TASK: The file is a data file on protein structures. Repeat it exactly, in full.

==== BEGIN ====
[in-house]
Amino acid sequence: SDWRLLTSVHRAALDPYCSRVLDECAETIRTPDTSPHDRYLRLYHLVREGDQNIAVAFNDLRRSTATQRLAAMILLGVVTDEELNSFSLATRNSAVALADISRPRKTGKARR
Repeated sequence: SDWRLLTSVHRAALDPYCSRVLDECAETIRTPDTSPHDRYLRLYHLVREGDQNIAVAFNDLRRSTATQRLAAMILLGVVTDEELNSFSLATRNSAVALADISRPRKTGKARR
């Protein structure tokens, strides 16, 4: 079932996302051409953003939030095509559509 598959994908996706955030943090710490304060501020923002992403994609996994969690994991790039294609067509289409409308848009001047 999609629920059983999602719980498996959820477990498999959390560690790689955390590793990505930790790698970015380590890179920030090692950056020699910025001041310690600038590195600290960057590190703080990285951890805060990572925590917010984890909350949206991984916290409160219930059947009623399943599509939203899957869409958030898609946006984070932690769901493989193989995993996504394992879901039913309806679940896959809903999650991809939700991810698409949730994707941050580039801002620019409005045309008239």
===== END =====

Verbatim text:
[in-house]
Amino acid sequence: SDWRLLTSVHRAALDPYCSRVLDECAETIRTPDTSPHDRYLRLYHLVREGDQNIAVAFNDLRRSTATQRLAAMILLGVVTDEELNSFSLATRNSAVALADISRPRKTGKARR
Repeated sequence: SDWRLLTSVHRAALDPYCSRVLDECAETIRTPDTSPHDRYLRLYHLVREGDQNIAVAFNDLRRSTATQRLAAMILLGVVTDEELNSFSLATRNSAVALADISRPRKTGKARR
């Protein structure tokens, strides 16, 4: 079932996302051409953003939030095509559509 598959994908996706955030943090710490304060501020923002992403994609996994969690994991790039294609067509289409409308848009001047 999609629920059983999602719980498996959820477990498999959390560690790689955390590793990505930790790698970015380590890179920030090692950056020699910025001041310690600038590195600290960057590190703080990285951890805060990572925590917010984890909350949206991984916290409160219930059947009623399943599509939203899957869409958030898609946006984070932690769901493989193989995993996504394992879901039913309806679940896959809903999650991809939700991810698409949730994707941050580039801002620019409005045309008239």